At the beach of Kabak we caught up with Tekin again and a younger Turkish couple Cem and Mine also from Istanbul who we had met the previous day, this was their first big trek. Over the next 3 days we travelled together Mel and I having lighter packs cut the track by reading the maps and finding the trail markers, while our Turkish comrades found the accommodation and meals bargained down prices (at one place $10pp for bed/ breakfast and dinner) and confirmed our location/directions with the locals. We all helped Tekin reduce the weight of his pack, it started out at 16kg and we ate probably around 2.5kg of fantastic roast veal that was in cyrovac packages. It was the best experience we had in Turkey from talking to these guys and their interpretation of the villagers discussions we learned a lot about what it’s like living in Turkey and being Turkish. The Turkish tradition is hospitality to strangers and those in need of lodging, as a guest in their house they are honour bound to look after your welfare and satisfy your requirements, this applies I’m told even to enemies. Tekin, Cem and Mine reflected the modern Turkish way outlook and the villagers presented the more conservative traditional view. Or maybe it was just the family’s view, every place that we went to seemed to be a sister or brother or cousin of the people we stayed with the night before. It was a bit like meeting Scholz’s on the west coast (Eyre Peninsula South Australia).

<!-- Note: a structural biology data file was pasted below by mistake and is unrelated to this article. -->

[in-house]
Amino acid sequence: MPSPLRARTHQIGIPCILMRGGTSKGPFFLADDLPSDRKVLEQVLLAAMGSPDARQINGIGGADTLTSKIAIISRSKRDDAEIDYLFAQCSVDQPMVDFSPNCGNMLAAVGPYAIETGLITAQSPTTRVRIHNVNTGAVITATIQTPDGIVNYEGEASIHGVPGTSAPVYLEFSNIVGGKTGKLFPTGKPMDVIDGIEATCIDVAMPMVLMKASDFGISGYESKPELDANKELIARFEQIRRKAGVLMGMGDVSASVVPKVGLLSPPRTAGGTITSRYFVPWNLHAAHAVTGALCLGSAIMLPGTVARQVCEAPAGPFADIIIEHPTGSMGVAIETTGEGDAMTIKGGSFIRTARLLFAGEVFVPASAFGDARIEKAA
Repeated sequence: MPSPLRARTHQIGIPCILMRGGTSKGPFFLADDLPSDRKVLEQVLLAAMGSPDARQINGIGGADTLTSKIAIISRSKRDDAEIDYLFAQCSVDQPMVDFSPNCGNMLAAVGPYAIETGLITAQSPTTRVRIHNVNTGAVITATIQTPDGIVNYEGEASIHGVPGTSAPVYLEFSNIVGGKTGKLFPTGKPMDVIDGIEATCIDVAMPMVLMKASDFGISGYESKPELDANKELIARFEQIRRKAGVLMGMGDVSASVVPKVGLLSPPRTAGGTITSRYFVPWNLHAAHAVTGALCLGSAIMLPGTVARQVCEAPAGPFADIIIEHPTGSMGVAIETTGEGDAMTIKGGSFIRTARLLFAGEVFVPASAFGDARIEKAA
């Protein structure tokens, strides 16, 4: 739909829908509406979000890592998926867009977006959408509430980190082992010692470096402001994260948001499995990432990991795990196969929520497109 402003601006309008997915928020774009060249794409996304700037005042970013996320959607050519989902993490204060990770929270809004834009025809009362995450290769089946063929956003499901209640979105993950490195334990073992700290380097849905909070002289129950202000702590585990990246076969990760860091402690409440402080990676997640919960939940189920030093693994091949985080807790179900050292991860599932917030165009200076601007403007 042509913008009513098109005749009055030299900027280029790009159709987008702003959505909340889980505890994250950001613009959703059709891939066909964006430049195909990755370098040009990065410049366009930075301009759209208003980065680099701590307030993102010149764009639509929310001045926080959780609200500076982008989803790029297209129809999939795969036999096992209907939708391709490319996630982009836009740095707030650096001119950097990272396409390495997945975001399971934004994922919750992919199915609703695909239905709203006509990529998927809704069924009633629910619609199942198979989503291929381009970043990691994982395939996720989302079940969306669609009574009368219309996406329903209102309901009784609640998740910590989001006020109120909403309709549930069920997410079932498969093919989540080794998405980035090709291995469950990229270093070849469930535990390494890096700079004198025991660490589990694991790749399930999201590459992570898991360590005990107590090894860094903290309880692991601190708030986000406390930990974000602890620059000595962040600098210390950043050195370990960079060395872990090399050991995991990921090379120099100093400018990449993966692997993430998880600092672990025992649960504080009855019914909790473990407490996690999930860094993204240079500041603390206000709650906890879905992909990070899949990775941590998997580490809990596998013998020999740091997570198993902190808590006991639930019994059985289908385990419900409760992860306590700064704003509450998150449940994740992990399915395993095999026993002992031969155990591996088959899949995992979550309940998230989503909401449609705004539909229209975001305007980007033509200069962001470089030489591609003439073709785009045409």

Over the next few days we scrambled along weathered costal slopes, picnicked and snoozed under ancient olive trees and rested and chatted next to old ottoman cisterns. There were some great moments for me one when during the middle of the day walking across a stone path with the vast shimmering sea below and the olive and turquoise landscape in front, I noticed the breathless stillness of absolute quiet, it was if we had snuck up on the world while it was sleeping, it was a cherished moment.
Along the journey we stumbled across old Lycian towns, at one place Sidyma after an 8 hour walk we came to the edge of the town and were surrounded by tall Lycian tombs made from great slabs of rock, as the sun began to set we realised that the ‘new village’ was built on top of the old city the integration of the two was quite surreal, the new buildings merged with the old. Sheds used Lycian tombs as walls, houses attached to old ruined cathedrals, Lycian or Greek columns were used as mill stones and some reused to construct the fašade of the local Mosque, even the new concrete slab of the bus station rested on top of broken marble columns. Another day we came across the old Lycian capital city of Xanthos on a quiet barren hilltop and saw ruins of the Roman theatre, acropolis and an early Christian cathedral, we also noticed a common site here in Turkey (and also around the world) there was a sign with an etching of the fabulous lintel carvings of the entry to Xanthos. All that remains are a few layers of stone slabs, noting that the rest was carted off in 1842 to the British Museum and has yet to be returned. Toward the end of the trek we came across the most important Lycian port city of Patara. Patara is now just a series of ruins behind a coastline of sand dunes surrounding a small lake which used to be a large harbour, now cut off from the sea by the forces of nature and time. We found a great spot towards sunset on the top row of seats at the amphitheatre with a warm breeze looking over the ruins and reflecting over the history and timelessness of this old landscape.
It was a fabulous trek the best coastal walk I’ve done and made all the easier by hospitable people, a great meal and a warm bed.